The vast majority of scriptural prophesies were delivered by men, but that doesn’t mean women didn’t prophesy. In fact, the Lord’s covenant people have been saved many times by a spiritually in-tune daughter of God. And though many women, including Rebekah, Hannah, Elisabeth, and Mary all prophesied, there are only a few who are actually designated as “prophetess” in the Bible. Check out our list* below!
The sister of Moses and Aaron, “Miriam the prophetess” (Exodus 15:20) was assigned to watch Moses when he lay as a baby in the bulrushes. The Lord spoke directly to her and Aaron when they took pride in their prophetic gifts, and He cursed Miriam with leprosy (Numbers 12:1-16). She is later named as one of the three who helped lead the children of Israel out of Egypt: “I brought thee up out of the land of Egypt, and redeemed thee out of the house of servants; and I sent before thee Moses, Aaron, and Miriam” (Micah 6:4; see Exodus 15:20).
The fourth judge in Israel, Deborah was directed by the Lord to know when to go to battle, helping to free the kingdom from the subjugation of a foreign king. Deborah rightly was able to say, “I arose a mother in Israel” (Judges 5:7; see Judges 4:4).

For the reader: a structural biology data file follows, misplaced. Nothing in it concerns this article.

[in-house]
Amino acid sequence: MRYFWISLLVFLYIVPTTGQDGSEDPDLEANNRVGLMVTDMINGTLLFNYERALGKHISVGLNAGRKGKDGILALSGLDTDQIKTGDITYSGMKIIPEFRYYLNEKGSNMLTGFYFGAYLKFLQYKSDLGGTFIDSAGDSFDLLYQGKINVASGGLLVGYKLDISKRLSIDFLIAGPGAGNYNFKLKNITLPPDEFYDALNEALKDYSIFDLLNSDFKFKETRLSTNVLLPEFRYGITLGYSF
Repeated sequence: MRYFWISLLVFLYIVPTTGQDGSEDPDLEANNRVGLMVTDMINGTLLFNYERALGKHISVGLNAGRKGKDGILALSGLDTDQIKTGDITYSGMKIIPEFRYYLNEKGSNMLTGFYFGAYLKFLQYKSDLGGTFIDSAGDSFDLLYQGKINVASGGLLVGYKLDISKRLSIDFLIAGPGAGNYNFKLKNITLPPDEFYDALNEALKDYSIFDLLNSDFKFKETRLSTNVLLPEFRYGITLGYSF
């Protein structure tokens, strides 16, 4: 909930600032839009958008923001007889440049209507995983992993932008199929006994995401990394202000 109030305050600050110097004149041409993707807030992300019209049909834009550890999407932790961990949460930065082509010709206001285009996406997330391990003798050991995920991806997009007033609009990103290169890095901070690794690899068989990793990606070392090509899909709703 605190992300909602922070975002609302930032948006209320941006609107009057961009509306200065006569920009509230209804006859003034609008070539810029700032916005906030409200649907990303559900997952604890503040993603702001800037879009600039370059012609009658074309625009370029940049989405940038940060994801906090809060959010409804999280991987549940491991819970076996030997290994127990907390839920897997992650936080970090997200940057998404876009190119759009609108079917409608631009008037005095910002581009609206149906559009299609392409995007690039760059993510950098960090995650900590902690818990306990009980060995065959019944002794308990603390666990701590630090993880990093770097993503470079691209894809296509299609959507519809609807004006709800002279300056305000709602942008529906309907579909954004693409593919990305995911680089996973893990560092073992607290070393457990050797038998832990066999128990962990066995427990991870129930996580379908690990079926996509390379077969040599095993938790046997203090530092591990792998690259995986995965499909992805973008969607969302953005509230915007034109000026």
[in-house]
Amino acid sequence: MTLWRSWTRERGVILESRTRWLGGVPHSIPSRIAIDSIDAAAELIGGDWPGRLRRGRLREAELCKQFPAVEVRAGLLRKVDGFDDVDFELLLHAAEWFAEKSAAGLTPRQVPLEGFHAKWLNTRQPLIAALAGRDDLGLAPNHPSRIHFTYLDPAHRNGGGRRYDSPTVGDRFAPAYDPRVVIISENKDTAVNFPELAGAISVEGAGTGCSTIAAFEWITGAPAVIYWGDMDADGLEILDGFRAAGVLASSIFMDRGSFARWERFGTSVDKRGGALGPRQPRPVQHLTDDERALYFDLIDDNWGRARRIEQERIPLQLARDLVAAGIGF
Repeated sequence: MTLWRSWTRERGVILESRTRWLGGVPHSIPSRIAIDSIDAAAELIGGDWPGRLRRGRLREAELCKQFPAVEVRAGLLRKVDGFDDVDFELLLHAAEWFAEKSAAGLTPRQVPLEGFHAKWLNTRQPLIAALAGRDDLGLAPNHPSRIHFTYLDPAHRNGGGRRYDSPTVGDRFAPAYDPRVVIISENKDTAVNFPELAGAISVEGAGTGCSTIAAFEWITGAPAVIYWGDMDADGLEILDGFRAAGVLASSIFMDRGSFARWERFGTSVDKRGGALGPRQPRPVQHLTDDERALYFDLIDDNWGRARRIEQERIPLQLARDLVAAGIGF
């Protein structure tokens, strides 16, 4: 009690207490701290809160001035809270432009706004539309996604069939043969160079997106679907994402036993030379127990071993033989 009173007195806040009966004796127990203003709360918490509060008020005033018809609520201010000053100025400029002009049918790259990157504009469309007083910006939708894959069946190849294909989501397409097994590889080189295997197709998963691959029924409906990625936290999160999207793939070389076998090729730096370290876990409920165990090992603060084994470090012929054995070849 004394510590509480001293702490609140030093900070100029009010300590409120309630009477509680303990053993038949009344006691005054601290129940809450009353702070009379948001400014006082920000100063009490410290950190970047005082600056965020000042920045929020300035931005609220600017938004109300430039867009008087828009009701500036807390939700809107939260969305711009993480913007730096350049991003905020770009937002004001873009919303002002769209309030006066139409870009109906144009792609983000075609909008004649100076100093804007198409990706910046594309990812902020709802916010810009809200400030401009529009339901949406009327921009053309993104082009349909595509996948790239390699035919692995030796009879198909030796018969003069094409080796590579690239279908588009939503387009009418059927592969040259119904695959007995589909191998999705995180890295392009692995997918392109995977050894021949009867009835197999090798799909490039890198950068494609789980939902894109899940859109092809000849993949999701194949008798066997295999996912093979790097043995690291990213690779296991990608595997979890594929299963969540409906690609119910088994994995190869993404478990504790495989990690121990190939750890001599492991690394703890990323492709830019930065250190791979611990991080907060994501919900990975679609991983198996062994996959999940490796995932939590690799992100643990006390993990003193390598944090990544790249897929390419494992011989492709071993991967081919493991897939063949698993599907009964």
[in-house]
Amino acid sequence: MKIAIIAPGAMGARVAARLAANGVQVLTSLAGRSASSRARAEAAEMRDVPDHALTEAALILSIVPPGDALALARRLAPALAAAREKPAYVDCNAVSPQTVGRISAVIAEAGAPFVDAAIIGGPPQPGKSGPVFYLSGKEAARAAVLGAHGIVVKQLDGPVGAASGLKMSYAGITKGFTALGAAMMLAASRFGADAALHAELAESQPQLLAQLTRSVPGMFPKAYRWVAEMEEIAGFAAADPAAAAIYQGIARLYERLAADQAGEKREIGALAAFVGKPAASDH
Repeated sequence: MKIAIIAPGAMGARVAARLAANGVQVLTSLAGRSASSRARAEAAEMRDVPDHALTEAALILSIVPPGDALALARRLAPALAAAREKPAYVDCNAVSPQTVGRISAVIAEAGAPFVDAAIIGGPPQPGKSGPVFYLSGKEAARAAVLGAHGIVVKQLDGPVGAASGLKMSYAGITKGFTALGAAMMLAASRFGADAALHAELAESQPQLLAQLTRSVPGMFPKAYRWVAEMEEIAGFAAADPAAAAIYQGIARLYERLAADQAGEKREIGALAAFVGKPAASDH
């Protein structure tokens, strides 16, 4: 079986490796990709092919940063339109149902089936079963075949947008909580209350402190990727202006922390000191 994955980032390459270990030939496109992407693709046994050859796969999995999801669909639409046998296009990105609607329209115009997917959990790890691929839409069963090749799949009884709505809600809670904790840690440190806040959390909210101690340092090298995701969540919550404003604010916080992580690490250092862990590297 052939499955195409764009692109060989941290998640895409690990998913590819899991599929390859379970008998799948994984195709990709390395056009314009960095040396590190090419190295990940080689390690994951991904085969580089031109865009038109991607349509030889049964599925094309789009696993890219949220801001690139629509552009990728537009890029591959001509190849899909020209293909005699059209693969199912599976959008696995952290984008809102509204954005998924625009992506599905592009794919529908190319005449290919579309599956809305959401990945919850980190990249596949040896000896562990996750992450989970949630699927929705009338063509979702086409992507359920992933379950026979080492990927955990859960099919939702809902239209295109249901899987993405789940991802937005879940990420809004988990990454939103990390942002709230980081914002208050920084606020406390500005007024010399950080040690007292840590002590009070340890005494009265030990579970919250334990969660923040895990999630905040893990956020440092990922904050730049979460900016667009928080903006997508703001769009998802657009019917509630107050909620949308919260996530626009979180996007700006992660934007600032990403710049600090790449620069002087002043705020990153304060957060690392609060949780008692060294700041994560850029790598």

Huldah lived in the time of the righteous king Josiah (640 B.C.). She prophesied that the wicked people of Judah would feel the wrath of God, but that Josiah would be blessed (2 Kings 22:14-20).
4. Isaiah’s wife
Little is known of her other than the fact that Isaiah calls her “the prophetess.” She bore him children that were named by the Lord (Isaiah 8:3).
Anna was an 84-year-old widow who was present when Jesus was taken to the temple as a baby. Luke wrote that she “departed not from the temple, but served God with fastings and prayers night and day.” When she saw the baby, she “gave thanks . . . unto the Lord, and spake of him to all that looked for redemption in Jerusalem” (Luke 2:36-38).
BONUS ROUND: False prophetesses!
Noadiah joined with others in trying to prevent Nehemiah from rebuilding the walls of Jerusalem. Nehemiah could say of Noadiah as he said of another “prophet” who sought to discourage him, “I perceived that God had not sent [her]” (Nehemiah 6:10-14).
Jezebel was a false prophetess in the Thyatiran branch of the church mentioned in the book of Revelation: “I have a few things against thee, because thou sufferest that woman Jezebel, which calleth herself a prophetess, to teach and to seduce my servants to commit fornication, and to eat things sacrificed unto idols” (Revelation 2:20).
*From The Mormon Book of Lists by Jay A. Parry and Larry E. Morris
Editor's note: This article was originally published on LDSLiving.com in August 2018.